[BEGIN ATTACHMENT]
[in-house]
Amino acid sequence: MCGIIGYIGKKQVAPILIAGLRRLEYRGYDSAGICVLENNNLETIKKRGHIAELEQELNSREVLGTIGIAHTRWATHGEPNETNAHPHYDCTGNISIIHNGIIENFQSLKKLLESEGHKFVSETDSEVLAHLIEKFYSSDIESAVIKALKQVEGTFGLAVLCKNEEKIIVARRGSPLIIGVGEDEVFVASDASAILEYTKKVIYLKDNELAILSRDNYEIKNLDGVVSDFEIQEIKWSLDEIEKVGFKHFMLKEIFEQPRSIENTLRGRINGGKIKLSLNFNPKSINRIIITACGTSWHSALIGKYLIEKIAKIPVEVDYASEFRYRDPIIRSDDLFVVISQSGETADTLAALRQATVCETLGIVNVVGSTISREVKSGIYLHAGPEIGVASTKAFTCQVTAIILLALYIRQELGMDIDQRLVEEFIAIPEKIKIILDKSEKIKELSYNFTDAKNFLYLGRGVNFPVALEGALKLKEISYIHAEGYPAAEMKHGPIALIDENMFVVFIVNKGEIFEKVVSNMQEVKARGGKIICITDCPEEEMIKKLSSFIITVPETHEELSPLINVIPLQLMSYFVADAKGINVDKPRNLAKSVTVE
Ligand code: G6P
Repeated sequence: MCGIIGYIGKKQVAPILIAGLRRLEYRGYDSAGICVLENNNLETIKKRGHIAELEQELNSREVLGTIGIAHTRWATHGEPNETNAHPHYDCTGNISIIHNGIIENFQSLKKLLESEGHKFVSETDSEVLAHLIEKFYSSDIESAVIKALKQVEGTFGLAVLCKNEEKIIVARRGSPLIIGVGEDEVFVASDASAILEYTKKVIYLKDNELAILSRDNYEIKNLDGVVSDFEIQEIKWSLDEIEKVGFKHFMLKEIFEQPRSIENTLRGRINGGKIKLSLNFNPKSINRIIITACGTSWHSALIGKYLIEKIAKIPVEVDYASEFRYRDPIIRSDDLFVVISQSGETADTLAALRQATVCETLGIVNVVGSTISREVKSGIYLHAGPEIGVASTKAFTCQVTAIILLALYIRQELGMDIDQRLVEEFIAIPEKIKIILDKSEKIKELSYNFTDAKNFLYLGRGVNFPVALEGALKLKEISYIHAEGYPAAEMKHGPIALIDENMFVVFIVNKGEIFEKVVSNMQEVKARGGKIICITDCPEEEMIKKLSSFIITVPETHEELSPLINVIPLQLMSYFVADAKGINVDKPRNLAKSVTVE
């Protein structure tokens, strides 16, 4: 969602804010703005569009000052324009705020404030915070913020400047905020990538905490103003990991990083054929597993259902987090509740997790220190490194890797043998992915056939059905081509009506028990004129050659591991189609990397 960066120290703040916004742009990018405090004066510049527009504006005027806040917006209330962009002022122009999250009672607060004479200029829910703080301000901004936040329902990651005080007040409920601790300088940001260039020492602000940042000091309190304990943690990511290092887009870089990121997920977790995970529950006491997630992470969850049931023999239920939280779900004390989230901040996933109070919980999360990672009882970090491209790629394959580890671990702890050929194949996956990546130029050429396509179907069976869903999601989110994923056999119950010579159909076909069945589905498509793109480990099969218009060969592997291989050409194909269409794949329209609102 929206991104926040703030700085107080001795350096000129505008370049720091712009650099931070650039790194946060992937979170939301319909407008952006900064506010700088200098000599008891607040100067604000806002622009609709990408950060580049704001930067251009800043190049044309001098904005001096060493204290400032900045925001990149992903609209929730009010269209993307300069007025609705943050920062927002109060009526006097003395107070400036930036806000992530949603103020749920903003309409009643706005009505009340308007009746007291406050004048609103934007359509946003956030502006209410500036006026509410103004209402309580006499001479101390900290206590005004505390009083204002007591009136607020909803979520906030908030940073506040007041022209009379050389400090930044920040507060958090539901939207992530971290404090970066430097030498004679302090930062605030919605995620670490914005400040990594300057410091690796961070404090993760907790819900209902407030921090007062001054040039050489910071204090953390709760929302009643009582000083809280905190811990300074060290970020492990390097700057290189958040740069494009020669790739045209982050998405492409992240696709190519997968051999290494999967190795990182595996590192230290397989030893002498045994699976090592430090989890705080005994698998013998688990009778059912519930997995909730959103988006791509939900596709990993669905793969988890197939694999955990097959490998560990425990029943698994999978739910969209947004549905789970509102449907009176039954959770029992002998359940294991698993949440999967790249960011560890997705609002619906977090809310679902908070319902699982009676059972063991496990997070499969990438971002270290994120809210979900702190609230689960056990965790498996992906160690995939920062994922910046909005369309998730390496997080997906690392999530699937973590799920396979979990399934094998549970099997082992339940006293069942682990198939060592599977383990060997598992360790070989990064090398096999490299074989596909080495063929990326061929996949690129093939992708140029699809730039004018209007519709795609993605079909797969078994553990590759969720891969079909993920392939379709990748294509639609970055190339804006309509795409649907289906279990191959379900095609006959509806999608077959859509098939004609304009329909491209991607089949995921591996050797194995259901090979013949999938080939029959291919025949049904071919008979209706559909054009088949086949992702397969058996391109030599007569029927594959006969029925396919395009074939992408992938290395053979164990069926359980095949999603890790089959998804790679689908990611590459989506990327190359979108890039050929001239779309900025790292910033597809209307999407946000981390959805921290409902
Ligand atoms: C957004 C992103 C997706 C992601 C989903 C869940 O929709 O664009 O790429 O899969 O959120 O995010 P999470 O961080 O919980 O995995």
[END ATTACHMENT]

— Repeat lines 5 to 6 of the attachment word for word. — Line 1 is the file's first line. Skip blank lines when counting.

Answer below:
């Protein structure tokens, strides 16, 4: 969602804010703005569009000052324009705020404030915070913020400047905020990538905490103003990991990083054929597993259902987090509740997790220190490194890797043998992915056939059905081509009506028990004129050659591991189609990397 960066120290703040916004742009990018405090004066510049527009504006005027806040917006209330962009002022122009999250009672607060004479200029829910703080301000901004936040329902990651005080007040409920601790300088940001260039020492602000940042000091309190304990943690990511290092887009870089990121997920977790995970529950006491997630992470969850049931023999239920939280779900004390989230901040996933109070919980999360990672009882970090491209790629394959580890671990702890050929194949996956990546130029050429396509179907069976869903999601989110994923056999119950010579159909076909069945589905498509793109480990099969218009060969592997291989050409194909269409794949329209609102 929206991104926040703030700085107080001795350096000129505008370049720091712009650099931070650039790194946060992937979170939301319909407008952006900064506010700088200098000599008891607040100067604000806002622009609709990408950060580049704001930067251009800043190049044309001098904005001096060493204290400032900045925001990149992903609209929730009010269209993307300069007025609705943050920062927002109060009526006097003395107070400036930036806000992530949603103020749920903003309409009643706005009505009340308007009746007291406050004048609103934007359509946003956030502006209410500036006026509410103004209402309580006499001479101390900290206590005004505390009083204002007591009136607020909803979520906030908030940073506040007041022209009379050389400090930044920040507060958090539901939207992530971290404090970066430097030498004679302090930062605030919605995620670490914005400040990594300057410091690796961070404090993760907790819900209902407030921090007062001054040039050489910071204090953390709760929302009643009582000083809280905190811990300074060290970020492990390097700057290189958040740069494009020669790739045209982050998405492409992240696709190519997968051999290494999967190795990182595996590192230290397989030893002498045994699976090592430090989890705080005994698998013998688990009778059912519930997995909730959103988006791509939900596709990993669905793969988890197939694999955990097959490998560990425990029943698994999978739910969209947004549905789970509102449907009176039954959770029992002998359940294991698993949440999967790249960011560890997705609002619906977090809310679902908070319902699982009676059972063991496990997070499969990438971002270290994120809210979900702190609230689960056990965790498996992906160690995939920062994922910046909005369309998730390496997080997906690392999530699937973590799920396979979990399934094998549970099997082992339940006293069942682990198939060592599977383990060997598992360790070989990064090398096999490299074989596909080495063929990326061929996949690129093939992708140029699809730039004018209007519709795609993605079909797969078994553990590759969720891969079909993920392939379709990748294509639609970055190339804006309509795409649907289906279990191959379900095609006959509806999608077959859509098939004609304009329909491209991607089949995921591996050797194995259901090979013949999938080939029959291919025949049904071919008979209706559909054009088949086949992702397969058996391109030599007569029927594959006969029925396919395009074939992408992938290395053979164990069926359980095949999603890790089959998804790679689908990611590459989506990327190359979108890039050929001239779309900025790292910033597809209307999407946000981390959805921290409902
Ligand atoms: C957004 C992103 C997706 C992601 C989903 C869940 O929709 O664009 O790429 O899969 O959120 O995010 P999470 O961080 O919980 O995995």